Most people probably don’t stop to think about why we have a range of envelope shapes and sizes, although having to figure out which is appropriate for a specific purpose is probably a familiar task. Job application – A4; love-letter – a long and thin envelope, like an A5 folded lengthwise. But I’m not sure anyone today would be upset if they received mail in the “wrong” envelope – possibly puzzled, but not offended. (Having said that, it’s probably a safer bet to stick to instructions when posting job applications, though. The recipients might not take offense per se, but may well discard your application..)

envelope sizes
Some modern envelope sizes

In the early modern period, envelopes in the modern sense did not exist. Instead, letters would be folded to form their own covers. This skill was taught as a matter of course as a part of other letter-writing skills, such as learning the right opening and closing formulas, and how to write superscriptions (addresses). Jana Dambrogio has coined the term letterlocking for the practices of folding, securing and sealing letters. At this stage, we still know next to nothing about the vast field that is letterlocking. We have only begun to chart the myriad ways in which letters were folded, secured and sealed. We know very little about change over time from Antiquity to the present day, or about regional variation. And we have only vague conceptions about all the meaning that different types of letterlocking conveyed across time and space.

This is incredibly exciting: so much unexplored territory!

Research on epistolary materiality has already shown that material features can reveal social codes and meanings (see esp. James Daybell’s 2012 book-length overview). This applies not only to what letters are physically made of and how they are folded, but also to what I call textual materiality, features like layout or mise-en-page, and also more subtle aspects such as script and hand. Layout, being the most immediately visible  ..er, visual non-linguistic aspect of the text of a letter, naturally attracted the attention of scholars first, and thanks to scholars such as Jonathan Gibson (1997) the concept of significant space is now widely known.

Significant space refers to politeness and deference expressed as space on the page of a letter. […]

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CFP: The idea of a life, 1500-1700 (Friday 17 June 2016, Oxford)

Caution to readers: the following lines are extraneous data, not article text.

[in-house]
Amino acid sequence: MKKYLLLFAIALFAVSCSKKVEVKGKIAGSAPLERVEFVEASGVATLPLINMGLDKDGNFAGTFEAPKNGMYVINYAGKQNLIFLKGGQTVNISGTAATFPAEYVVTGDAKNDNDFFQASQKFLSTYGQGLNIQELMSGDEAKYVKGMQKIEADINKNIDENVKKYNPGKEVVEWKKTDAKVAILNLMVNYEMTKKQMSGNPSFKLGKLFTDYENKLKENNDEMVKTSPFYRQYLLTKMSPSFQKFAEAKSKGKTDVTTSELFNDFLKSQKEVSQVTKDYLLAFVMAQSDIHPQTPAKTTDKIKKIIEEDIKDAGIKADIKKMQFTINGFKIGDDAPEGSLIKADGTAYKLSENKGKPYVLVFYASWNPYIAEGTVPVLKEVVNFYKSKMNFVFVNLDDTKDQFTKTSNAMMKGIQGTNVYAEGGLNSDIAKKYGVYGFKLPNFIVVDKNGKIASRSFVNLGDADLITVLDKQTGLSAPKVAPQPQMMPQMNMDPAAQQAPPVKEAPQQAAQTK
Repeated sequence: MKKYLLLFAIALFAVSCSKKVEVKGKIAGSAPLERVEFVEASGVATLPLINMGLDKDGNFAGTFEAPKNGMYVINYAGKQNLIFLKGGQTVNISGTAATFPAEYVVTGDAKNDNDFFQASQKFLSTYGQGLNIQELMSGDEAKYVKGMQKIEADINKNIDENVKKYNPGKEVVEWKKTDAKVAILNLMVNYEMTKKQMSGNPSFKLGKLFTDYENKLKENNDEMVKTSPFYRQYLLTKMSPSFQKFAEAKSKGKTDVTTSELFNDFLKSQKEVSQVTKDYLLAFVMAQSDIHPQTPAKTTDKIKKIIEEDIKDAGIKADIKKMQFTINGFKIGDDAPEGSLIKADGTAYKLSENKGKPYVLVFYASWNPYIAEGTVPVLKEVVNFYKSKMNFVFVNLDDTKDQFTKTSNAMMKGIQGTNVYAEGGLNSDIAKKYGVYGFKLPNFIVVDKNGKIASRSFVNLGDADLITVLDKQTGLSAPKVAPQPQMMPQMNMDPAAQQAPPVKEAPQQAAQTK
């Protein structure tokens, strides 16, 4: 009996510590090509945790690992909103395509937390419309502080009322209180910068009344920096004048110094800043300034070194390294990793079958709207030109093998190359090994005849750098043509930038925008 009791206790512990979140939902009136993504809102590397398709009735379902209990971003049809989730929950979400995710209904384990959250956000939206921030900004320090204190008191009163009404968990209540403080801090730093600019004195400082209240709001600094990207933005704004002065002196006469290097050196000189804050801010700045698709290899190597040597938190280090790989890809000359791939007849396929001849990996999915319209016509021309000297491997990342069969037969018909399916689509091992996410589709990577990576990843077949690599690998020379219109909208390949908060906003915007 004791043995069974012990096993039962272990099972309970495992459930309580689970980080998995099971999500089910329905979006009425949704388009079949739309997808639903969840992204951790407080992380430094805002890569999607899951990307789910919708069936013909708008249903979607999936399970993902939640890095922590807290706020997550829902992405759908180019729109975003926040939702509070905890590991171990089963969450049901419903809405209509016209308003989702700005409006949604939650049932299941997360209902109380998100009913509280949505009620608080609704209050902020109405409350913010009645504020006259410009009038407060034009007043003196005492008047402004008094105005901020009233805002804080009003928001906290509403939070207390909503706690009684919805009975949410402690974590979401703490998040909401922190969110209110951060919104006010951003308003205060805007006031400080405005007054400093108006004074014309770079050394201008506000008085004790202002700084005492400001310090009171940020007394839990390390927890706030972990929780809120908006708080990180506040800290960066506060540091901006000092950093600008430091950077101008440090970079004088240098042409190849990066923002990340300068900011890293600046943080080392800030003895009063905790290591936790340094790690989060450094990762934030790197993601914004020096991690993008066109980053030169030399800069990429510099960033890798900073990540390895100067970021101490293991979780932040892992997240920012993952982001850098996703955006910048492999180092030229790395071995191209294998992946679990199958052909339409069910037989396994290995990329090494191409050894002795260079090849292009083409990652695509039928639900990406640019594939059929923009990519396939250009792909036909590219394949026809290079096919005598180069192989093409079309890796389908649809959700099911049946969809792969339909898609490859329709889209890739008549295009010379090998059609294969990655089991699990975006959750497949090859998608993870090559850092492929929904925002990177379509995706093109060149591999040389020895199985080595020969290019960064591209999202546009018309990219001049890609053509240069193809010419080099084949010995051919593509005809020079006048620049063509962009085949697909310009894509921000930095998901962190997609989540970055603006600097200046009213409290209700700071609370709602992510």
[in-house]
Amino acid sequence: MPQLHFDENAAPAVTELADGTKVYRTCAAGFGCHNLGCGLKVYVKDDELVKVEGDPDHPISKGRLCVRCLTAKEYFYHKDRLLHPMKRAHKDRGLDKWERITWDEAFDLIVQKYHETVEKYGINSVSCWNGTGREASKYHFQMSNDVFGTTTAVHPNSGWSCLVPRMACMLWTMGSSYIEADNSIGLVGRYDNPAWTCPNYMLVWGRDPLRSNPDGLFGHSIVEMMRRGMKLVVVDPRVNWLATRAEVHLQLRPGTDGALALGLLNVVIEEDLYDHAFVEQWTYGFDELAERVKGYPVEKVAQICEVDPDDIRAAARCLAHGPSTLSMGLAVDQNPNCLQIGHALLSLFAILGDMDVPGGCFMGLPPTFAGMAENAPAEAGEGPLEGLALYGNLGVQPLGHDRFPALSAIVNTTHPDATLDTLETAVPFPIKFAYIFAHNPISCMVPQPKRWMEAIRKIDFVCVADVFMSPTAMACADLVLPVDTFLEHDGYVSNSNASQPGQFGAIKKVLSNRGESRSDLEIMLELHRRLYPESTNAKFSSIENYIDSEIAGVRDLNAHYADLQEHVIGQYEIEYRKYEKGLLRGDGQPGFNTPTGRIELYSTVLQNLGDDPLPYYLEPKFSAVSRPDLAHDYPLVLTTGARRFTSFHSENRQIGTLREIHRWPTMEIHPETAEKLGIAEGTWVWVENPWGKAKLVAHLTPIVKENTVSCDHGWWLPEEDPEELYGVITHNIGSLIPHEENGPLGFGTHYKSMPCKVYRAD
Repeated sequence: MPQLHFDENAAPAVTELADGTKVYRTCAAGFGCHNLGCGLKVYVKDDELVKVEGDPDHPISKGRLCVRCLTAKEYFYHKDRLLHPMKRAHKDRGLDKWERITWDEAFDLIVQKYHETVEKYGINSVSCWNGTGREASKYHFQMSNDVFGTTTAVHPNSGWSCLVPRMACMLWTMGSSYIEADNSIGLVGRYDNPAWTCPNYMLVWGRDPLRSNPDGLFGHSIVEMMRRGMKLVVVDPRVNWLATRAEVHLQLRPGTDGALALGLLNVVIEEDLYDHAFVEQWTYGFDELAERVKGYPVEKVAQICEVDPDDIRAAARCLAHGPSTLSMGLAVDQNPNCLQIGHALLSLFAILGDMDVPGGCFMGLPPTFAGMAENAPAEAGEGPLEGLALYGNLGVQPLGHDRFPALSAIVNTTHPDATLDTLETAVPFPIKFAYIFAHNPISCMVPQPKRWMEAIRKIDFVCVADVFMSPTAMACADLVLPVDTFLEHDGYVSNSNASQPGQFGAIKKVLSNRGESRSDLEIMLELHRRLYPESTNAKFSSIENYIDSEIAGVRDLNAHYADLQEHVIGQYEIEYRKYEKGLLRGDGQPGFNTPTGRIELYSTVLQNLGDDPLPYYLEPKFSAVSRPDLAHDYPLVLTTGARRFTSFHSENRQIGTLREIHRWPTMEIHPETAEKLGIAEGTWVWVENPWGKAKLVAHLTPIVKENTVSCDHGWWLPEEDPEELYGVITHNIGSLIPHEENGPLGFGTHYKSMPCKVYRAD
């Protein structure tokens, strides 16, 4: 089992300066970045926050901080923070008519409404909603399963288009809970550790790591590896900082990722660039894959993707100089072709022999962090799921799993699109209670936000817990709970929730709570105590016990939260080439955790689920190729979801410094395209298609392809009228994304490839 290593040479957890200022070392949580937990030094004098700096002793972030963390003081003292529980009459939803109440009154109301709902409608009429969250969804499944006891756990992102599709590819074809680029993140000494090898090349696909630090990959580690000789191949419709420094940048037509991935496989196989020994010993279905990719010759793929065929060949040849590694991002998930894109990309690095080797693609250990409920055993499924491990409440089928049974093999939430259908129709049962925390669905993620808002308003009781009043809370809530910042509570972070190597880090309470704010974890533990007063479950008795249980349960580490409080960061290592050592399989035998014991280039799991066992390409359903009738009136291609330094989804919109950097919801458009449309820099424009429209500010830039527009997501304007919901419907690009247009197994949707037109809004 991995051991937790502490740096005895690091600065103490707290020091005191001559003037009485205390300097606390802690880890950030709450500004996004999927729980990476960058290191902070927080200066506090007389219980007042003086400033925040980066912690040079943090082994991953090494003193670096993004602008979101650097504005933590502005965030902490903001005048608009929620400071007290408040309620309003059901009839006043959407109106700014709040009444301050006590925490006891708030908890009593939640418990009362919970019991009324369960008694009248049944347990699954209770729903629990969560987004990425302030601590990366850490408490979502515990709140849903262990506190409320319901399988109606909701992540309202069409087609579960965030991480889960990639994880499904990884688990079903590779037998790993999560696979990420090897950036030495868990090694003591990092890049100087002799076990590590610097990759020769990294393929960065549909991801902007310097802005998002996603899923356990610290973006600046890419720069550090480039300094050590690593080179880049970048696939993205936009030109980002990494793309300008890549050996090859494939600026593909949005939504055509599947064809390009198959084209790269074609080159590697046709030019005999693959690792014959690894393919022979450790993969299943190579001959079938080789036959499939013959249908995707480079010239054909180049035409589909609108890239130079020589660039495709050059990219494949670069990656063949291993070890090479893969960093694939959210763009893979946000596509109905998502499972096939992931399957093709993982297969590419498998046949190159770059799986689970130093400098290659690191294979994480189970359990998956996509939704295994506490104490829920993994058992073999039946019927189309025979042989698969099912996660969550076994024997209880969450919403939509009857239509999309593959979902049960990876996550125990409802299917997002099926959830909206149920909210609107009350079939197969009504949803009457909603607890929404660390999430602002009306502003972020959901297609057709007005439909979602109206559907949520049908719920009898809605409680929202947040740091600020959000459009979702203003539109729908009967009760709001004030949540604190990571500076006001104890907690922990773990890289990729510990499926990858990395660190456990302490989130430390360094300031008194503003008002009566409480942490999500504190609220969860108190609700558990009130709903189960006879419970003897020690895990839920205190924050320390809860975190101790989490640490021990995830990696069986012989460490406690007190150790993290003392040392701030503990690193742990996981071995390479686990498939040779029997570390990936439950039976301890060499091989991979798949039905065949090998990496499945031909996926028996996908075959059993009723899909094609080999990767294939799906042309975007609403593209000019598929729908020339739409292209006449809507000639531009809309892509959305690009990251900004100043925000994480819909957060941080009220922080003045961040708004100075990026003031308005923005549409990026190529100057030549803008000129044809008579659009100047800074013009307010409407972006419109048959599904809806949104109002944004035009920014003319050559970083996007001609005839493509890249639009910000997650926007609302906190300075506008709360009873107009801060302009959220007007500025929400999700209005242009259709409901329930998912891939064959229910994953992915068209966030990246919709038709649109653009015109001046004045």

Conference title: The idea of a life, 1500-1700
Date: Friday 17 June 2016
Organizer: Centre for Early Modern Studies at Oxford University
Venue: MBI Al Jaber Auditorium, Corpus Christi College

‘I pray you, in your letters, / When you shall these unlucky deeds relate, / Speak of me as I am’ — Othello, Act 5, Scene 2

What was a life in early modern England and Europe? What patterns and templates were used to sort, sift, organise and represent experience? How were models for a life produced and reworked? How was a life evaluated, in terms of various sorts of good — moral, spiritual, civic, familial, economic? What were the moments, and what were the processes, by which a representation of a life was circulated? Are Burckhardtian models of the birth of Renaissance individuality and depth still useful to describe early modern culture, or do we need new paradigms? If much recent early modern work has been organised around ideas of networks, coteries and communities, how has the idea of a life been revised? If autobiography is often seen as a nineteenth-century form, what kind of pre-history does it experience in the sixteenth and seventeenth centuries? How has the turn to the archive reformed our sense of early modern lives? For scholars today, what is the status of biography as a way of organising analysis of the period?

The Centre for Early Modern Studies at Oxford University invites proposals for 20-minute papers on topics that engage with the idea of a life, 1500-1700, from any disciplinary perspective. Papers are welcome on English or European materials, and from all disciplinary perspectives.

Papers might include (but are not limited to) topics such as

Life and the archive: inclusions, exclusions, mediations
Memorialization: modes of remembering a life
Recording lives: note-taking, diary keeping, commonplace books, information management
Classical models of a life
Saints lives and martyrologies
Public and private lives: honour, service, love, family
Typology and reiterated lives
Interiority and inwardness
Experimental predestinarianism, and the search for signs of grace
Conduct books
Fulfilment, contentment, happiness
Posthumous lives, reputation, honour, influence
Forms of autobiography and experiments in life-writing
Lives of artists
Exemplary lives
The good life
The role of biography in early modern studies
Editing lives and letters
The stages of life: youth and age.

Please send a 300-word proposal and a brief (one-page) CV to Dr Adam Smyth (adam.smyth@balliol.ox.ac.uk) by 25 April 2016.

CA: Epistolary cultures (18-19 March 2016, York)

Title of conference: Epistolary cultures – letters and letter-writing in early modern Europe
Organisers: Dr Freya Sierhuis (freya.sierhuis@york.ac.uk); Dr Kevin Killeen (kevin.killeen@york.ac.uk)
Date: 18. – 19. 03. 2016
Location: The Tree House, Berrick Saul Building